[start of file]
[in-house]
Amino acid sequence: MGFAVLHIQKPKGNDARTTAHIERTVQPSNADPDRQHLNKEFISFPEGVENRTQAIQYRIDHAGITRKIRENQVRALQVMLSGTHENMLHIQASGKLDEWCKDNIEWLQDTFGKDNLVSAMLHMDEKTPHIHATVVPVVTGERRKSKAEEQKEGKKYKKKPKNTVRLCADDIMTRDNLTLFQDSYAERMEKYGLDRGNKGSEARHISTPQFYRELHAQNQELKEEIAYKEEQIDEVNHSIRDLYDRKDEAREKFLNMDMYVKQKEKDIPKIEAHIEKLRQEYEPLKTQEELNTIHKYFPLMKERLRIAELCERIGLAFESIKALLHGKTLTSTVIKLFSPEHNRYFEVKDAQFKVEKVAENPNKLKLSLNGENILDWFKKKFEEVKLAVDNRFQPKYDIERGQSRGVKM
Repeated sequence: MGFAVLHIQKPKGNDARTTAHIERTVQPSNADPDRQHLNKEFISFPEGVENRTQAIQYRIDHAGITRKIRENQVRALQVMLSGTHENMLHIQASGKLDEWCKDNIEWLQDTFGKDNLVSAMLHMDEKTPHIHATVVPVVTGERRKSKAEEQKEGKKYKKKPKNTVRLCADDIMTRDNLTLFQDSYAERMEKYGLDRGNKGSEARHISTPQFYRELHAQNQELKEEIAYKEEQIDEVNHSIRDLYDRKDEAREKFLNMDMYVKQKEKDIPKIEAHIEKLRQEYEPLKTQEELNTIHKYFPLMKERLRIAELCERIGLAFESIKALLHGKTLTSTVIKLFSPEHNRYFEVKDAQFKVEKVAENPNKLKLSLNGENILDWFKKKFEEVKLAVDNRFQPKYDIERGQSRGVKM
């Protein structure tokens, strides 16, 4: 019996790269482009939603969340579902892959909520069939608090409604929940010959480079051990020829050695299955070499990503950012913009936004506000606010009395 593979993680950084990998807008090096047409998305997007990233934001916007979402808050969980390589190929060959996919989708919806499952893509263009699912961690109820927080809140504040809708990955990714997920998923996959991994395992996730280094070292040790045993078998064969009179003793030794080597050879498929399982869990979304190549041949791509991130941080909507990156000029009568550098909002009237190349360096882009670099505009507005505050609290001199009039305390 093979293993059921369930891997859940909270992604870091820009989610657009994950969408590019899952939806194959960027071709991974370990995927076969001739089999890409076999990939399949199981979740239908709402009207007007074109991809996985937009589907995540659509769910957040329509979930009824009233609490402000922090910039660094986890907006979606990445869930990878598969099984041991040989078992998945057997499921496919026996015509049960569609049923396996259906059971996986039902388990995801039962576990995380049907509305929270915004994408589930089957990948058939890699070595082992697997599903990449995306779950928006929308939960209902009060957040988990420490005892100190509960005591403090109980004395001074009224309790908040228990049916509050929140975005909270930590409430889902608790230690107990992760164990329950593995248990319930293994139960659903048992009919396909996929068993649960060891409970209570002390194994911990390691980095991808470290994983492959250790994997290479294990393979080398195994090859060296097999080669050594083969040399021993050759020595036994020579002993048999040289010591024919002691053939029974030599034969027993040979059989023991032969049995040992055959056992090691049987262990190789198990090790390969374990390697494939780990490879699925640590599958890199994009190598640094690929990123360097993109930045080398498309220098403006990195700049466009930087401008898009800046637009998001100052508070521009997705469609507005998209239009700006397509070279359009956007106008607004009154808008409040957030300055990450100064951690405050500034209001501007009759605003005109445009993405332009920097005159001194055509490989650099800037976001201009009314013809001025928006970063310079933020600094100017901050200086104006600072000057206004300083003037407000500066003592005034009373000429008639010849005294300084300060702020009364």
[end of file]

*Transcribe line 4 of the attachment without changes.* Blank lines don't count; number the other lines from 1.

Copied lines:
């Protein structure tokens, strides 16, 4: 019996790269482009939603969340579902892959909520069939608090409604929940010959480079051990020829050695299955070499990503950012913009936004506000606010009395 593979993680950084990998807008090096047409998305997007990233934001916007979402808050969980390589190929060959996919989708919806499952893509263009699912961690109820927080809140504040809708990955990714997920998923996959991994395992996730280094070292040790045993078998064969009179003793030794080597050879498929399982869990979304190549041949791509991130941080909507990156000029009568550098909002009237190349360096882009670099505009507005505050609290001199009039305390 093979293993059921369930891997859940909270992604870091820009989610657009994950969408590019899952939806194959960027071709991974370990995927076969001739089999890409076999990939399949199981979740239908709402009207007007074109991809996985937009589907995540659509769910957040329509979930009824009233609490402000922090910039660094986890907006979606990445869930990878598969099984041991040989078992998945057997499921496919026996015509049960569609049923396996259906059971996986039902388990995801039962576990995380049907509305929270915004994408589930089957990948058939890699070595082992697997599903990449995306779950928006929308939960209902009060957040988990420490005892100190509960005591403090109980004395001074009224309790908040228990049916509050929140975005909270930590409430889902608790230690107990992760164990329950593995248990319930293994139960659903048992009919396909996929068993649960060891409970209570002390194994911990390691980095991808470290994983492959250790994997290479294990393979080398195994090859060296097999080669050594083969040399021993050759020595036994020579002993048999040289010591024919002691053939029974030599034969027993040979059989023991032969049995040992055959056992090691049987262990190789198990090790390969374990390697494939780990490879699925640590599958890199994009190598640094690929990123360097993109930045080398498309220098403006990195700049466009930087401008898009800046637009998001100052508070521009997705469609507005998209239009700006397509070279359009956007106008607004009154808008409040957030300055990450100064951690405050500034209001501007009759605003005109445009993405332009920097005159001194055509490989650099800037976001201009009314013809001025928006970063310079933020600094100017901050200086104006600072000057206004300083003037407000500066003592005034009373000429008639010849005294300084300060702020009364």